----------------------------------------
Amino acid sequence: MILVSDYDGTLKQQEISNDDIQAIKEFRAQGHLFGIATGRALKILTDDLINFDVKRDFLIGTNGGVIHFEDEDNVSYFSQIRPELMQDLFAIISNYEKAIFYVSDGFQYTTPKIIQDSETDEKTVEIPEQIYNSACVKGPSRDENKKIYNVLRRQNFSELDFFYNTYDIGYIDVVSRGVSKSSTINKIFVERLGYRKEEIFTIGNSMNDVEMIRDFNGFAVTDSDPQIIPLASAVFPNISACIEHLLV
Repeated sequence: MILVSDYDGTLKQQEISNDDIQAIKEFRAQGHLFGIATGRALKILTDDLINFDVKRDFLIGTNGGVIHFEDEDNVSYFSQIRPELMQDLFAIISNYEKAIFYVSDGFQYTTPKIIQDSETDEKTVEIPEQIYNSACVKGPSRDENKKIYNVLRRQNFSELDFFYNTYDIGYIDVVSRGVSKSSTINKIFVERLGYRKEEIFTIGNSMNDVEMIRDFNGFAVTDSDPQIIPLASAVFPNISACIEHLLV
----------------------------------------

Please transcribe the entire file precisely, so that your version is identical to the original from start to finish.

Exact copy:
Amino acid sequence: MILVSDYDGTLKQQEISNDDIQAIKEFRAQGHLFGIATGRALKILTDDLINFDVKRDFLIGTNGGVIHFEDEDNVSYFSQIRPELMQDLFAIISNYEKAIFYVSDGFQYTTPKIIQDSETDEKTVEIPEQIYNSACVKGPSRDENKKIYNVLRRQNFSELDFFYNTYDIGYIDVVSRGVSKSSTINKIFVERLGYRKEEIFTIGNSMNDVEMIRDFNGFAVTDSDPQIIPLASAVFPNISACIEHLLV
Repeated sequence: MILVSDYDGTLKQQEISNDDIQAIKEFRAQGHLFGIATGRALKILTDDLINFDVKRDFLIGTNGGVIHFEDEDNVSYFSQIRPELMQDLFAIISNYEKAIFYVSDGFQYTTPKIIQDSETDEKTVEIPEQIYNSACVKGPSRDENKKIYNVLRRQNFSELDFFYNTYDIGYIDVVSRGVSKSSTINKIFVERLGYRKEEIFTIGNSMNDVEMIRDFNGFAVTDSDPQIIPLASAVFPNISACIEHLLV